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DMA North: Artificial Engagement - Manchester Roundtable


Industry players participated in a roundtable discussion in Manchester to explore what artificial engagement is, how to quantify the size of it, and who is accountable for delivering a solution.

Mark Greenwood, Chief Technical Architect and Head of Data Science at Netacea, spoke about bot traffic: which forms they take, their threat to businesses, and how to spot and stop them.

There’re bots with good intentions, such as time checkers, and bots with malicious aims, such as account takeover – and lots of grey areas. For instance, scraping is good when coming from search engine bots, but it’s also potentially a means to steal content. Regardless of the intent and outcome, they can’t be avoided: 53% of web traffic is bots, 33% of them malicious.

Understanding the nature and scale of the above problem has become non-negotiable, so what are the steps we can take?


It was agreed that not everyone will want to become aware or address the issue – when the numbers are working in your favour, why would you want to undermine them?

However, it was also noted that most people probably don’t realise the extent of ‘fake’ engagement. Awareness isn’t just critical amongst marketers – it’s essential all the way up the chain. Unless all stakeholders are informed, driving change will likely only be met with resistance.


Who is answerable to the problem of artificial data? How we do actually ensure that they take such responsibility?

“We as agencies have to put accountability where it belongs,” said Sara Simone, Digital Oracles. “The publishers at the top!”

Do platforms like Google and Facebook see themselves as platforms or publishers? Do agencies really have a leg to stand on in demanding answers from these big players?

Greenwood commented that while there’s ample interest in the issue of artificial engagement, the high costs associated with it mean people are disinclined to actually take ownership.

Some argued that we all have to be answerable: “It comes full circle,” said Lucy Nolan, Dot Digital. “You have ad networks and all these major companies, and you could argue it’s their problem to solve. But we’re all feeding into it.”


The discussion moved on to the issue of data reliability. Knowing what we do now, can you fake data at face value? And how do we get around the problem to make informed decisions and accurately report on performance?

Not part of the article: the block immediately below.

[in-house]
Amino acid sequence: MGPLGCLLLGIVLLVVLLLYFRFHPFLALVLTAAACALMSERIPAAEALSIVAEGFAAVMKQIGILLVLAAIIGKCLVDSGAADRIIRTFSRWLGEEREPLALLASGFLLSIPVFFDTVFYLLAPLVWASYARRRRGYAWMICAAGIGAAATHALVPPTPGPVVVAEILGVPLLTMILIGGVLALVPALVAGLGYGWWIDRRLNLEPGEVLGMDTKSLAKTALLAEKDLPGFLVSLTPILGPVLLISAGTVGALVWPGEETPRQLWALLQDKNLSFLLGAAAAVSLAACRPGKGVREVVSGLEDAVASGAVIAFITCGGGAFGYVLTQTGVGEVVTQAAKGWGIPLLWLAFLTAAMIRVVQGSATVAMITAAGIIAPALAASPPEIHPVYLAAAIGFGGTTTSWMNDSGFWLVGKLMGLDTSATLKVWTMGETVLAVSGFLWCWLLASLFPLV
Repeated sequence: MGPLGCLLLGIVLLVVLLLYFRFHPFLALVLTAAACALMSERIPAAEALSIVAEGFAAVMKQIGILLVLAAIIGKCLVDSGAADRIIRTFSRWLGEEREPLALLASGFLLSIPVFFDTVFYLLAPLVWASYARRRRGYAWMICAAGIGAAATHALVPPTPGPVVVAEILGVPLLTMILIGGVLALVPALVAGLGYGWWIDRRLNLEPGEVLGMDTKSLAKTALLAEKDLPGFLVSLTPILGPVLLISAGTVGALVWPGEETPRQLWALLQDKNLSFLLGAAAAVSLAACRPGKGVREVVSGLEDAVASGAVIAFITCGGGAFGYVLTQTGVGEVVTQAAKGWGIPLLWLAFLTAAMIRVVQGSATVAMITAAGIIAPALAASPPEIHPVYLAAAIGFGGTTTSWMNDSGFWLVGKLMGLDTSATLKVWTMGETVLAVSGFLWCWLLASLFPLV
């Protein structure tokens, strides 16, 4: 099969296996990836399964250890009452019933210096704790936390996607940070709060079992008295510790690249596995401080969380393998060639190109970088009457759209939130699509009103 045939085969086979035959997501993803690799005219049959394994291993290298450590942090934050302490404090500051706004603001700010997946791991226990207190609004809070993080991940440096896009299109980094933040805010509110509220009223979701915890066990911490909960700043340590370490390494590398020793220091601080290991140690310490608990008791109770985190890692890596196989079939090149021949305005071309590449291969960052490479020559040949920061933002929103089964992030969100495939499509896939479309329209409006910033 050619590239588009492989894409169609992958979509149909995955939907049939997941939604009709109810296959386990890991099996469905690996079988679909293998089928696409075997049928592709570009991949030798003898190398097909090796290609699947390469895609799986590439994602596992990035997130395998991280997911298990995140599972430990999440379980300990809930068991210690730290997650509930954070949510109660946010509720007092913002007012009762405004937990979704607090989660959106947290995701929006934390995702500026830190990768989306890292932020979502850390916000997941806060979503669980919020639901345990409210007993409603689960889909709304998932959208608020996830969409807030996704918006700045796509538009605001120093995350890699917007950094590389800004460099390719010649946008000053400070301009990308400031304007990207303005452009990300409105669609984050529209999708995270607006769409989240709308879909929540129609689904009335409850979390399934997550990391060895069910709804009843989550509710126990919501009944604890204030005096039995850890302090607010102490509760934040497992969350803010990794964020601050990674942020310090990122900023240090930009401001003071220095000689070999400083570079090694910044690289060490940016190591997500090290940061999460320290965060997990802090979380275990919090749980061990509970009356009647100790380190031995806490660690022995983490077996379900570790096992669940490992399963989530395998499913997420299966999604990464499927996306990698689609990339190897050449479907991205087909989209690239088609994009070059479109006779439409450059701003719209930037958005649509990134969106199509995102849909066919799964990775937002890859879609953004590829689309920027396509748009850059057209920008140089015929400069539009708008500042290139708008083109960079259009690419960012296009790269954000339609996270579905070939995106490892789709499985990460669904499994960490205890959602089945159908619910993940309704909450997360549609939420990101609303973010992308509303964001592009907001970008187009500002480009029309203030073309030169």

The consensus was that the focus should be shifted on to the quality of information. To combat the vanity metrics that stand in the way of tackling artificial engagement, as well as improve the reliability of data sampling, education is needed.

Concerns were also expressed about clients being reassured with what information is reliable. A suggestion to get around this was to look at things like the behavioural journey, rather than web traffic.


How can we futureproof against artificial engagement from an industry, client, and agency perspective? Bots are getting smarter in their efforts to fake identities, while real consumers are increasingly opting to hide their identities, further blurring the lines between genuine and artificial engagement.

It was suggested that from the initial beginnings of the design process, we should be thinking about a real user’s intent and how exactly they behave.

The roundtable turned to the critical nature of education, not just for marketers, but end-to-end from C suite to consumers. They need to know why you want to identify them, and how it will improve their journey. Otherwise, they’ll be more likely to reject your request for their data.

The Future for Digital Engagement

There could be a line drawn under artificial engagement, but there’s also the concern of the sheer scale of the issue. The ultimate consensus is that awareness and education are key.

To become involved in further discussions that capture research and recommendations on artificial engagement, take our online engagement survey

You can also share your experiences with Anna Lancashire, DMA North Community Manager, at

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